As part of this coordinated effort, the FTC and its partners are announcing 16 new actions, including complaints, settlements, indictments, and guilty pleas, against deceptive tech support operations. This brings to 29 the number of law enforcement actions brought by Operation Tech Trap partners in the last year to stop tech support scams.


While tech support scammers will unfortunately always be a part of our internet culture, recent and forthcoming legal actions taken by the FTC will hopefully deter more would be cyber criminals from engaging in these practices.


~Ted Eiler

Windows Vista Support Ending April 11, 2017 http://www.tecs-onsite.com/windows-vista-support-ending-april-11-2017/ Mon, 03 Apr 2017 20:27:51 +0000 http://www.tecs-onsite.com/?p=2755 windows-vista-logo

Microsoft will be officially ending support for the Windows Vista operating system on April 11, 2017.  After this date Windows updates will cease and Vista will no longer receive security patches and bugfixes.  Microsoft recommends moving to a newer version of Windows to continue to stay secure and up to date.

While in some cases it may be possible to install a current version of Windows on hardware running Windows Vista, it is usually best to upgrade to more up to date hardware along with the operating system, in other words, purchase a new computer.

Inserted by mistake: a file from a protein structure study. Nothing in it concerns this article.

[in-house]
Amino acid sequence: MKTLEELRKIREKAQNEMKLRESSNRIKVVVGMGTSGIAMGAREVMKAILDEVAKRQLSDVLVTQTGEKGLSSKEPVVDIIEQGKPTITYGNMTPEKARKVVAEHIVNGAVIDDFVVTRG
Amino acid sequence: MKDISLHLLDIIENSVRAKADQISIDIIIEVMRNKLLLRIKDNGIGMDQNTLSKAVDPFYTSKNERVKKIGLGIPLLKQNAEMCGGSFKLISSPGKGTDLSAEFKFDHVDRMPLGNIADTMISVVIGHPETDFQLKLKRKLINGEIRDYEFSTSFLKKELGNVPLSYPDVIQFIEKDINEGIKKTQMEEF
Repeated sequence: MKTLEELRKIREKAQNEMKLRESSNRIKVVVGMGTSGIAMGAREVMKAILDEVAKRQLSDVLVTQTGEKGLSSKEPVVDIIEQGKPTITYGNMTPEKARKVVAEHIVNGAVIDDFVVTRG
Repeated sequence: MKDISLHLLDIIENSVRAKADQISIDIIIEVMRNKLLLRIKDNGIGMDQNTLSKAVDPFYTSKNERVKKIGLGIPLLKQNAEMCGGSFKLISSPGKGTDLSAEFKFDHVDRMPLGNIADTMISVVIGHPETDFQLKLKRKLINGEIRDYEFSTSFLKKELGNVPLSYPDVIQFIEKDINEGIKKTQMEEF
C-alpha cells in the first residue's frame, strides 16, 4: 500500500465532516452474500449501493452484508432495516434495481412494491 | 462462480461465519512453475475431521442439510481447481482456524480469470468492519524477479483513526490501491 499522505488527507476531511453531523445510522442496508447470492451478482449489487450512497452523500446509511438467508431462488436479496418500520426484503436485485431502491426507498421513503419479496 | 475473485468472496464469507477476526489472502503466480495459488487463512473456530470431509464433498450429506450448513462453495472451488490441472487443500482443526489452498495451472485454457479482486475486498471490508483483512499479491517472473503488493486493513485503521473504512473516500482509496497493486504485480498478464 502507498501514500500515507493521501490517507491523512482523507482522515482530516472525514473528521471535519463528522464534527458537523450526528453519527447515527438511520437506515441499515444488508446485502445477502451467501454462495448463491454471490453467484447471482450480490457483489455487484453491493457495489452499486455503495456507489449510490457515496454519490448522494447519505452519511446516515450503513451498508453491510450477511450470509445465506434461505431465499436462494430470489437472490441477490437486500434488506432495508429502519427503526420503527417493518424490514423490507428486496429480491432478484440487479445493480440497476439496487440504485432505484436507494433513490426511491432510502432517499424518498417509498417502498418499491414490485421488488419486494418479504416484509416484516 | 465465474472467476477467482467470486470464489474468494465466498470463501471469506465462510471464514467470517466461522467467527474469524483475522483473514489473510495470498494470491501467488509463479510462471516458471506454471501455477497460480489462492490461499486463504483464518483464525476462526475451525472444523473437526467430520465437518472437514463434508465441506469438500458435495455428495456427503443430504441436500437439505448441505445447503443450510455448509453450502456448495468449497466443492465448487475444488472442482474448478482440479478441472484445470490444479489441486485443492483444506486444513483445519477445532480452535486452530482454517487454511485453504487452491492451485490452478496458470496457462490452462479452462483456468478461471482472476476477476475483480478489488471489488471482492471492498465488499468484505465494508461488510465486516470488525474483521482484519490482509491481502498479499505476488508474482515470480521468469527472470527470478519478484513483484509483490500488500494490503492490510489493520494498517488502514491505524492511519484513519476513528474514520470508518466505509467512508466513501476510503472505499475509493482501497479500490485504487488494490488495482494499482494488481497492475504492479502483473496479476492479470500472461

Please feel free to contact me with any questions or concerns about transitioning from Vista to a new version of Windows.


~Ted Eiler

Reduce Monitor Eye Strain and Sleep Better with f.lux http://www.tecs-onsite.com/reduce-monitor-eye-strain-sleep-better-f-lux/ Mon, 03 Apr 2017 20:12:16 +0000 http://www.tecs-onsite.com/?p=2747

Have you noticed that your computer monitor is bright and readable during daylight hours but intense and overwhelming during night hours? f.lux is a program available on Windows and Mac that adjusts your monitor’s color temperature according to where you live and the time of day. 

A higher color temperature is displayed during the day that is crisp and invigorating like the sun, and a lower color temperature is displayed at night that is more warm and calming like light from a candle or fire seen at night.

The lower color temperature at night is easier on you eyes and also has significantly reduced blue light emission which can actually help you get a better night sleep.  Studies show that blue light exposure close to bedtime can suppress the secretion of melatonin and interfere with sleep patterns.  For more info on this check out this article from Harvard Health Publications: 


To try out f.lux, all you need to do is download and run the installer found at https://justgetflux.com/ , set your preferred type of day and night lighting, your location, and f.lux will gradually adjust color temperature automatically as time progresses from sunrise to sunset!


~Ted Eiler

Major Windows 10 Update Arriving April 11, 2017 http://www.tecs-onsite.com/major-windows-10-update-arriving-april-11-2017/ Sat, 01 Apr 2017 18:00:23 +0000 http://www.tecs-onsite.com/?p=2717